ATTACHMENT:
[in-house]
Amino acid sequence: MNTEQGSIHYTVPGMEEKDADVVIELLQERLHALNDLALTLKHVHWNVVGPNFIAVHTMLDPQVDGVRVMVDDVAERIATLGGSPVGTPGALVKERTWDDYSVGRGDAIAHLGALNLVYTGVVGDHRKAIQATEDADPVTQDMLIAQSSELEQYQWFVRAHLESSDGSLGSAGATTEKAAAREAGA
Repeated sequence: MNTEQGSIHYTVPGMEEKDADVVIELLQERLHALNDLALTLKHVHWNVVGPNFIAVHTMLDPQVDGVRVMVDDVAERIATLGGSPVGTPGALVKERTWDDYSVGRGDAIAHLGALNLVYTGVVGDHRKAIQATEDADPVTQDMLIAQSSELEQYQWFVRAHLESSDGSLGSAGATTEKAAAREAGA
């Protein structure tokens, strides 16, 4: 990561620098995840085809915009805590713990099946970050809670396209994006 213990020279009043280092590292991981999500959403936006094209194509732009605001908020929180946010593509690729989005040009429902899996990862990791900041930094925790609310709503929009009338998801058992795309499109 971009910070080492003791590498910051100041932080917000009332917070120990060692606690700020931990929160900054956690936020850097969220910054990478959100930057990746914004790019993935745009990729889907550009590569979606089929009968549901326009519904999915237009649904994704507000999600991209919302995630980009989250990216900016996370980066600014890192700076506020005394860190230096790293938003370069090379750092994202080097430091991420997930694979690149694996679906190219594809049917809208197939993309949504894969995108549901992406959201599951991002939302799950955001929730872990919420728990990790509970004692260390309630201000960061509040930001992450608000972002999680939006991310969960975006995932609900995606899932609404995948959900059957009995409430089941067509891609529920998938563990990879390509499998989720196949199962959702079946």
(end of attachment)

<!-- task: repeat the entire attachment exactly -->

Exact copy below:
[in-house]
Amino acid sequence: MNTEQGSIHYTVPGMEEKDADVVIELLQERLHALNDLALTLKHVHWNVVGPNFIAVHTMLDPQVDGVRVMVDDVAERIATLGGSPVGTPGALVKERTWDDYSVGRGDAIAHLGALNLVYTGVVGDHRKAIQATEDADPVTQDMLIAQSSELEQYQWFVRAHLESSDGSLGSAGATTEKAAAREAGA
Repeated sequence: MNTEQGSIHYTVPGMEEKDADVVIELLQERLHALNDLALTLKHVHWNVVGPNFIAVHTMLDPQVDGVRVMVDDVAERIATLGGSPVGTPGALVKERTWDDYSVGRGDAIAHLGALNLVYTGVVGDHRKAIQATEDADPVTQDMLIAQSSELEQYQWFVRAHLESSDGSLGSAGATTEKAAAREAGA
């Protein structure tokens, strides 16, 4: 990561620098995840085809915009805590713990099946970050809670396209994006 213990020279009043280092590292991981999500959403936006094209194509732009605001908020929180946010593509690729989005040009429902899996990862990791900041930094925790609310709503929009009338998801058992795309499109 971009910070080492003791590498910051100041932080917000009332917070120990060692606690700020931990929160900054956690936020850097969220910054990478959100930057990746914004790019993935745009990729889907550009590569979606089929009968549901326009519904999915237009649904994704507000999600991209919302995630980009989250990216900016996370980066600014890192700076506020005394860190230096790293938003370069090379750092994202080097430091991420997930694979690149694996679906190219594809049917809208197939993309949504894969995108549901992406959201599951991002939302799950955001929730872990919420728990990790509970004692260390309630201000960061509040930001992450608000972002999680939006991310969960975006995932609900995606899932609404995948959900059957009995409430089941067509891609529920998938563990990879390509499998989720196949199962959702079946």